Registration for the Jan. 23, 2019 event at the Benton Event Center in now open.
Attorney General Rutledge has been a leader in combatting the opioid crisis by using a multifaceted approach through education, prevention and litigation. Her first-in-the-nation Prescription for Life program is free for high schools and over the last year has reached almost 11,000 students. This week, the Attorney General hosted the annual Prescription Drug Abuse Prevention Summit with record attendance, which provides training and educational opportunities for law enforcement, medical professionals, pharmacists and educators. Rutledge has taken an aggressive approach to protect Arkansans and combat the epidemic by suing Johnson & Johnson, Purdue Pharma and Endo, opioid manufacturers who created the crisis in Arkansas for violations of the Arkansas Deceptive Trade Practices Act and the Arkansas Medicaid Fraud False Claims Act.
Seventh Annual Prescription Drug Abuse Prevention Summit Held in Hot SpringsThu, Nov 1, 2018
About 1,000 attend
HOT SPRINGS – Arkansas Attorney General Leslie Rutledge today, along with the Arkansas Office of the Drug Director, Arkansas State Board of Pharmacy and the Criminal Justice Institution, a division of the University of Arkansas System, hosted the seventh annual Arkansas Prescription Drug Abuse Prevention Summit at the Hot Springs Convention Center.
The Summit serves as a free training and educational opportunity for law enforcement officers, medical professionals, pharmacists and educators which gives participants an opportunity to hear from experts regarding prescription drug abuse prevention and treatment, and was attended by about 1,000.
“Arkansas has been at the forefront of fighting the opioid epidemic, and I am proud to offer the training necessary for service providers,” said Attorney General Rutledge. “Working as an aggressive collaboration of federal, state and local resources, I am confident that we will curb this crisis and save lives.”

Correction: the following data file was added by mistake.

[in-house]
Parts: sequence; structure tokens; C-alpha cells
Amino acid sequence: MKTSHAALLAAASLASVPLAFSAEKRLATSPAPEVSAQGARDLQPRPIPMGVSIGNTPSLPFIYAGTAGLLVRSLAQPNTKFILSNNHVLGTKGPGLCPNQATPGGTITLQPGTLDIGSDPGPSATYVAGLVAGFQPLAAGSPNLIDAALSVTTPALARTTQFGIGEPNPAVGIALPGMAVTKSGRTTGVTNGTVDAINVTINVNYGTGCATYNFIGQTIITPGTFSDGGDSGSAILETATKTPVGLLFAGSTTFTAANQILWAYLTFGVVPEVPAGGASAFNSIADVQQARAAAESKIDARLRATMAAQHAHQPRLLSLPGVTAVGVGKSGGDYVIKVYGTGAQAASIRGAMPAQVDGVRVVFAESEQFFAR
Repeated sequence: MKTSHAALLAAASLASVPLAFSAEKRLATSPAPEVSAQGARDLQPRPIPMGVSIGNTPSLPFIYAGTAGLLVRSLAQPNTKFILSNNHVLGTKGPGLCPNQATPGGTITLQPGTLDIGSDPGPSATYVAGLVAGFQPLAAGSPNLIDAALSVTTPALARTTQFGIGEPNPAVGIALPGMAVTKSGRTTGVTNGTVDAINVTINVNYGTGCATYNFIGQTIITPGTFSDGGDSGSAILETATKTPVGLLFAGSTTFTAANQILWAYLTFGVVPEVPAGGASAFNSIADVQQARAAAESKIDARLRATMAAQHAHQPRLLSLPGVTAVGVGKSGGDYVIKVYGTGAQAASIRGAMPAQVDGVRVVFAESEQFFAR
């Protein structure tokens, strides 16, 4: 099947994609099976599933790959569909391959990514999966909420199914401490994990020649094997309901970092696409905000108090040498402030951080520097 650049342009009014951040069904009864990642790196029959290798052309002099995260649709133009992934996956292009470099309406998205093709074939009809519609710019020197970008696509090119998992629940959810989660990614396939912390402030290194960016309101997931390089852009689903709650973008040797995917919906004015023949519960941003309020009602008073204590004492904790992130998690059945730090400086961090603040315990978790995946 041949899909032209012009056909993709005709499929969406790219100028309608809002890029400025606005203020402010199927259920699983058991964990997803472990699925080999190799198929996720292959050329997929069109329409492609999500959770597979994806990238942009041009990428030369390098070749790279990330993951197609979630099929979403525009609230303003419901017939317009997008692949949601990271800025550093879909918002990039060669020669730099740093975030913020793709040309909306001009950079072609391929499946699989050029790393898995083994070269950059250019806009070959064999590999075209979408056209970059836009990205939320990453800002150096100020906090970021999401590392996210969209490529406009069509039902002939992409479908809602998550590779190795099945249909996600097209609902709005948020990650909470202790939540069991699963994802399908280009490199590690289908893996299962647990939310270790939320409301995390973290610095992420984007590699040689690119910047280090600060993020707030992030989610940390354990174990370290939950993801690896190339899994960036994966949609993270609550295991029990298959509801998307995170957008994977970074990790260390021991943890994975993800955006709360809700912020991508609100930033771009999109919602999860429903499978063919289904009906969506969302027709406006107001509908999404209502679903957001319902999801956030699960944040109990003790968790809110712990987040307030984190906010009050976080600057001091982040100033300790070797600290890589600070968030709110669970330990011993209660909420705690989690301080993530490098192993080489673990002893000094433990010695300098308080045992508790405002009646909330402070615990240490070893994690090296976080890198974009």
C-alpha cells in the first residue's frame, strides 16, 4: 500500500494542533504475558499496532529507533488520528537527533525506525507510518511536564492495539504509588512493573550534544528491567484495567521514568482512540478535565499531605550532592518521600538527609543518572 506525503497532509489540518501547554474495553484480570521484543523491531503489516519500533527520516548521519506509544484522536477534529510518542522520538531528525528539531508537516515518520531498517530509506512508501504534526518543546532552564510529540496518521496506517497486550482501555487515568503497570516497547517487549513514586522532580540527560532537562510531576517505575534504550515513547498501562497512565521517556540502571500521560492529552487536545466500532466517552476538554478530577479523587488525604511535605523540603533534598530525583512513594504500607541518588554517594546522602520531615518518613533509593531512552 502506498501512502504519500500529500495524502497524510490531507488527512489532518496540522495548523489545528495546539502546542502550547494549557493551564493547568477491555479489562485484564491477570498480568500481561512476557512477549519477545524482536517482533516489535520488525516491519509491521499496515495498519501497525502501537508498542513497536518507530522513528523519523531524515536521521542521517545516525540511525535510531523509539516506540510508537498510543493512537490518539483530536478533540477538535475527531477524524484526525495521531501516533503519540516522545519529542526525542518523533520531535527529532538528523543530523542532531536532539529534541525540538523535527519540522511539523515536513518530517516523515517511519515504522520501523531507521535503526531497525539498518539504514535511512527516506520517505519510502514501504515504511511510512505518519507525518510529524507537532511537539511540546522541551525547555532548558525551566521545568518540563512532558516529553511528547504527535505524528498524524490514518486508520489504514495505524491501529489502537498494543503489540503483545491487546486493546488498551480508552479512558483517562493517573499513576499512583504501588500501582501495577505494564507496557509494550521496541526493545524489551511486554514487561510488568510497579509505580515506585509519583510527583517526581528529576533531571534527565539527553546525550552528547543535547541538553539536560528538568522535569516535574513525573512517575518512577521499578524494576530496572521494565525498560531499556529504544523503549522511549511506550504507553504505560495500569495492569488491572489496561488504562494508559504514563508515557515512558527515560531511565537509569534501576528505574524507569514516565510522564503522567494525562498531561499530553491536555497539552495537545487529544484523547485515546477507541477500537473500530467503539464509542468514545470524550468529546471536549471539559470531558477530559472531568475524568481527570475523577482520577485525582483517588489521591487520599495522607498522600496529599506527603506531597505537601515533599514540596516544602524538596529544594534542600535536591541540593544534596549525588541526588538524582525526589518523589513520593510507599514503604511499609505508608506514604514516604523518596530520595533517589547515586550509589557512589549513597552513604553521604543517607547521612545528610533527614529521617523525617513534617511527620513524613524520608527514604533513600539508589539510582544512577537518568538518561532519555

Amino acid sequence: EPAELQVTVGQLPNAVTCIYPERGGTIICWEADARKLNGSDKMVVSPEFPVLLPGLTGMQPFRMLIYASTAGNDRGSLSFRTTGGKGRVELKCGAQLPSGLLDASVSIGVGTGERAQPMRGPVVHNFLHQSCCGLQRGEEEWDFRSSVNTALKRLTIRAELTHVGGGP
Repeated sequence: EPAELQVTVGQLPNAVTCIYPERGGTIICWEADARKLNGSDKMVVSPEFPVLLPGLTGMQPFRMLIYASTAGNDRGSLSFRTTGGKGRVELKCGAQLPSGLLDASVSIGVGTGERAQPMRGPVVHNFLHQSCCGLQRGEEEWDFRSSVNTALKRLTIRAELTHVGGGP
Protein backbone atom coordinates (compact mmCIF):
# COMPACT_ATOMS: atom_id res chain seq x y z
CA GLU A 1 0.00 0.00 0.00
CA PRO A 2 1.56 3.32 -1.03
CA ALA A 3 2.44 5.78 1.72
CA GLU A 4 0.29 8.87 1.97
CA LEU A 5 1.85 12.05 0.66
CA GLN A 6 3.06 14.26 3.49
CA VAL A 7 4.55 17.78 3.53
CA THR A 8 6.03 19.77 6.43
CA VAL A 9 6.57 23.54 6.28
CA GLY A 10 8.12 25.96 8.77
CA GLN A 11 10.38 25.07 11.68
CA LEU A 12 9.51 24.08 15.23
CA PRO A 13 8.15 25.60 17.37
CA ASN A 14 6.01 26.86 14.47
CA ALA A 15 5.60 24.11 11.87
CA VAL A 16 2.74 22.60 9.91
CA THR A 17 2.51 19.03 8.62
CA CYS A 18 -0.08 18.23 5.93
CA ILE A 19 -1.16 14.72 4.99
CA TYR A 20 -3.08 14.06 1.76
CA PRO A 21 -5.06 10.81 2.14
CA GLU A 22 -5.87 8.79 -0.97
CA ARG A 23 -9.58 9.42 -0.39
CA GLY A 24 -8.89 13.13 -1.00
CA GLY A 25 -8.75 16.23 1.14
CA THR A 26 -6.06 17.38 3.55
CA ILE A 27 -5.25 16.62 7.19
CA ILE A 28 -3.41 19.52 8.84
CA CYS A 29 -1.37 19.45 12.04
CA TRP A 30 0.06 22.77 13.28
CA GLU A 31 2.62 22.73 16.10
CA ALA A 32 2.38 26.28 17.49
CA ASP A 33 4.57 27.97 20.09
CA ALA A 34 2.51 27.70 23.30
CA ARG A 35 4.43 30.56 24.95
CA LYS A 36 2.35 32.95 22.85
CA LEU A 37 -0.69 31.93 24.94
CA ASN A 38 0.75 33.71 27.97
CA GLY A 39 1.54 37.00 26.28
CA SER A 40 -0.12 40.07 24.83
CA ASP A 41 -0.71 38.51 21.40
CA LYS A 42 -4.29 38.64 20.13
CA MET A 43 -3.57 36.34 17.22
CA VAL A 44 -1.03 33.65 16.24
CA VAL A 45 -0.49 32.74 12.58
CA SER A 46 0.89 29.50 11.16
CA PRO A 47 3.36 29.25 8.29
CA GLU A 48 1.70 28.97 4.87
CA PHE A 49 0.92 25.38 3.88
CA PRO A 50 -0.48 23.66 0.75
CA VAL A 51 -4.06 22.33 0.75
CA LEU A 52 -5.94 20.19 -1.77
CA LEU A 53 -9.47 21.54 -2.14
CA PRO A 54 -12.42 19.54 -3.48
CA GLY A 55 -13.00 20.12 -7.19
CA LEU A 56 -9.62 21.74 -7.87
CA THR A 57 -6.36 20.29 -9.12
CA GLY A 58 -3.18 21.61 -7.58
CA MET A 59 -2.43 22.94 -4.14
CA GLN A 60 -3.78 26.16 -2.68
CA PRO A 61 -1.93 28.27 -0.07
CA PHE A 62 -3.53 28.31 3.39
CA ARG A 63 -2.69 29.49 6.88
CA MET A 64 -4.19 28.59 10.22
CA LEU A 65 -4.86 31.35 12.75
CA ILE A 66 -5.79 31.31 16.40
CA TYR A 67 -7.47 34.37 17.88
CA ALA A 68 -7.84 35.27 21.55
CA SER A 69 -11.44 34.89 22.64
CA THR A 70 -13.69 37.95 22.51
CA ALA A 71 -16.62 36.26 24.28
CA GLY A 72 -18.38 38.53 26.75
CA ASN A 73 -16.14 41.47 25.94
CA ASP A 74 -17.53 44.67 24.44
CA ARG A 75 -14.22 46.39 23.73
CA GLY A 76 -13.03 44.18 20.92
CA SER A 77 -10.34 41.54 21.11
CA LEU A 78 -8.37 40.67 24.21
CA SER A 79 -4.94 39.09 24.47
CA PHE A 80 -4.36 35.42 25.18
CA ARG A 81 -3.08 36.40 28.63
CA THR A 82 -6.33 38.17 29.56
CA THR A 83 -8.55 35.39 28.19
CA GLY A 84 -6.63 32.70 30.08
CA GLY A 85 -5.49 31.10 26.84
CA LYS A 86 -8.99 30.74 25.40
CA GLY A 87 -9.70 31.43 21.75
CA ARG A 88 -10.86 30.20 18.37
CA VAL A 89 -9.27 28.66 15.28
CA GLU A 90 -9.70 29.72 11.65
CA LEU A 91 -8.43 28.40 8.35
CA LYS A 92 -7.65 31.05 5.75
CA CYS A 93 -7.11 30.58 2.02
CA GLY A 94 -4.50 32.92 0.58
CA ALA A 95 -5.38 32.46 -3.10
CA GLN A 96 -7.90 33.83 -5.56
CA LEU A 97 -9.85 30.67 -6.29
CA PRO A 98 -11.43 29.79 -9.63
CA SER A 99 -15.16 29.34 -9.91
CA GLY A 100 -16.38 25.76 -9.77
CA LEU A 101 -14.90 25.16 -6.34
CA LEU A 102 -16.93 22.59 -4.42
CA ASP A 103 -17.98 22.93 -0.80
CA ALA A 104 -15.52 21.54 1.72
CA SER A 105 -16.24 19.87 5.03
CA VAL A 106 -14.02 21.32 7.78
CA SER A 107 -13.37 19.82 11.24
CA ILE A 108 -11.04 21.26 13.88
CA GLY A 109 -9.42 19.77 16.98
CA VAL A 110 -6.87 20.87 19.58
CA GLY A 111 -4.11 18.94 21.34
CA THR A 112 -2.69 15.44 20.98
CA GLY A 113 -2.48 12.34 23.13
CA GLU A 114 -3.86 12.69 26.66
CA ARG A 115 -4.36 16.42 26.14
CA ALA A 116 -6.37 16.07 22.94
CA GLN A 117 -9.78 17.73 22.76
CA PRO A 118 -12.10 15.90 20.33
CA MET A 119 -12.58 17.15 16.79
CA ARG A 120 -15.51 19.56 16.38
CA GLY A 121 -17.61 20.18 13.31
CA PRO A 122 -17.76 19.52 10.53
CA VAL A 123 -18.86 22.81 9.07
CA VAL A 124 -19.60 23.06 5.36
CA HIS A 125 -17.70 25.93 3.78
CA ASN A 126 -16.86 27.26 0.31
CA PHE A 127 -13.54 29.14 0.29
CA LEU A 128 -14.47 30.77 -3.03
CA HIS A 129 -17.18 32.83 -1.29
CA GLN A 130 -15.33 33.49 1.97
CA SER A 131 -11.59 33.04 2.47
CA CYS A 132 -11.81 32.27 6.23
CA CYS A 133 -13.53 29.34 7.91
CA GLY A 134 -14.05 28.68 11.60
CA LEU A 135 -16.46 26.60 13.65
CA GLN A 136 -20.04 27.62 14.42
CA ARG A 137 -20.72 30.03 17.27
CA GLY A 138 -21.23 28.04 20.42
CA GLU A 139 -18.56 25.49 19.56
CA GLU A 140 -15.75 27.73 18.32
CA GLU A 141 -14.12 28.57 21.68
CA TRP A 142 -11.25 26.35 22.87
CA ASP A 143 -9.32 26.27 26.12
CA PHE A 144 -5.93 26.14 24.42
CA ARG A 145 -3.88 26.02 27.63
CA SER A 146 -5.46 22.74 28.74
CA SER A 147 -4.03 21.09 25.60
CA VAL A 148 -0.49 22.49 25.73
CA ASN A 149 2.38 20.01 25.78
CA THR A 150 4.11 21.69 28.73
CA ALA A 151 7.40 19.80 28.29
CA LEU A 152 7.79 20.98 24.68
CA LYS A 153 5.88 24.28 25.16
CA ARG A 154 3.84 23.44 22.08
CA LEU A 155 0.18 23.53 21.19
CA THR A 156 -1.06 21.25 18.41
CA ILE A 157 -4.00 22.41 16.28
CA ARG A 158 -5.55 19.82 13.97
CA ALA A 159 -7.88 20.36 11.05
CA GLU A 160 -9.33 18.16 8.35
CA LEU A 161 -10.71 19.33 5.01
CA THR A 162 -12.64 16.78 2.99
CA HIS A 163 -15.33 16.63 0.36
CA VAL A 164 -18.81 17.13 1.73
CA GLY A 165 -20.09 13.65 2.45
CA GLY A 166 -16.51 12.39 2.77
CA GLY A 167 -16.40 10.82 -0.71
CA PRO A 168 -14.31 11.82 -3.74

The all-day Summit began with remarks from the Attorney General, Governor Asa Hutchinson and U.S Attorney for the Eastern District of Arkansas Cody Hiland followed by breakout sessions about medication-assisted treatment options from Commander Karen Hearod, regional administrator with the Substance Abuse and Mental Health Services Administration and e-prescribing from Ken Whittemore Jr., the senior vice president of Professional and Regulatory Affairs for Surescripts. Tom Fisher and Justin King with the U.S. Drug Enforcement Administration discussed fentanyl. Maureen Vogel with National Safety Council discussed handling opioids in the workplace and Kristina Carnes with the Attorney General’s Office discussed the Prescription for Life program. Steven Blackwood; Paul Chapman, Restore Hope executive director; and Jimmy McGill, state targeted response opioid recovery coordinator with the Arkansas Department of Human Services Division of Aging Adult and Behavioral Health Services discussed peer recovery.